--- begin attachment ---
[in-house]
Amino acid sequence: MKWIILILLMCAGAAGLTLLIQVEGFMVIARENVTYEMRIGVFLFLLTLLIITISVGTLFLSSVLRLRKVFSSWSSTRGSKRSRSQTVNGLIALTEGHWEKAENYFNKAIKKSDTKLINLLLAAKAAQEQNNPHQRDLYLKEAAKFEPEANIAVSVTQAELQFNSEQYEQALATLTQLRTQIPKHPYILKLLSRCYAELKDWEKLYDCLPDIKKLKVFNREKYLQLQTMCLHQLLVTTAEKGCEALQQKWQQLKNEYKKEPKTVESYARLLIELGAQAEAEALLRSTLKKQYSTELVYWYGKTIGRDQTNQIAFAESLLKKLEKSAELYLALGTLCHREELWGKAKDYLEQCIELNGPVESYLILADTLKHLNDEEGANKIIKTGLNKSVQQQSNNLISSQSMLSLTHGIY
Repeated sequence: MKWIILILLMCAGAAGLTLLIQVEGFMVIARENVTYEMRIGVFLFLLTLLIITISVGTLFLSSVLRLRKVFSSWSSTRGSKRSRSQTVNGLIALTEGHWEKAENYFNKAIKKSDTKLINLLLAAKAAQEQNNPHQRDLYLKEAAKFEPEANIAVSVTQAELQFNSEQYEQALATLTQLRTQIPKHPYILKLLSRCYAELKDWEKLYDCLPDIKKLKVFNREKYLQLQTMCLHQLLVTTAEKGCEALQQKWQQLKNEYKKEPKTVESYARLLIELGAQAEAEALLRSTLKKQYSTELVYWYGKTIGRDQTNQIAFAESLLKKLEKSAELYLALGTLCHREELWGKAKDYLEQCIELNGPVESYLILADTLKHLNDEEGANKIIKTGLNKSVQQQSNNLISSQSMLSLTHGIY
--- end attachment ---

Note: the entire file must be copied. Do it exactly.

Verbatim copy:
[in-house]
Amino acid sequence: MKWIILILLMCAGAAGLTLLIQVEGFMVIARENVTYEMRIGVFLFLLTLLIITISVGTLFLSSVLRLRKVFSSWSSTRGSKRSRSQTVNGLIALTEGHWEKAENYFNKAIKKSDTKLINLLLAAKAAQEQNNPHQRDLYLKEAAKFEPEANIAVSVTQAELQFNSEQYEQALATLTQLRTQIPKHPYILKLLSRCYAELKDWEKLYDCLPDIKKLKVFNREKYLQLQTMCLHQLLVTTAEKGCEALQQKWQQLKNEYKKEPKTVESYARLLIELGAQAEAEALLRSTLKKQYSTELVYWYGKTIGRDQTNQIAFAESLLKKLEKSAELYLALGTLCHREELWGKAKDYLEQCIELNGPVESYLILADTLKHLNDEEGANKIIKTGLNKSVQQQSNNLISSQSMLSLTHGIY
Repeated sequence: MKWIILILLMCAGAAGLTLLIQVEGFMVIARENVTYEMRIGVFLFLLTLLIITISVGTLFLSSVLRLRKVFSSWSSTRGSKRSRSQTVNGLIALTEGHWEKAENYFNKAIKKSDTKLINLLLAAKAAQEQNNPHQRDLYLKEAAKFEPEANIAVSVTQAELQFNSEQYEQALATLTQLRTQIPKHPYILKLLSRCYAELKDWEKLYDCLPDIKKLKVFNREKYLQLQTMCLHQLLVTTAEKGCEALQQKWQQLKNEYKKEPKTVESYARLLIELGAQAEAEALLRSTLKKQYSTELVYWYGKTIGRDQTNQIAFAESLLKKLEKSAELYLALGTLCHREELWGKAKDYLEQCIELNGPVESYLILADTLKHLNDEEGANKIIKTGLNKSVQQQSNNLISSQSMLSLTHGIY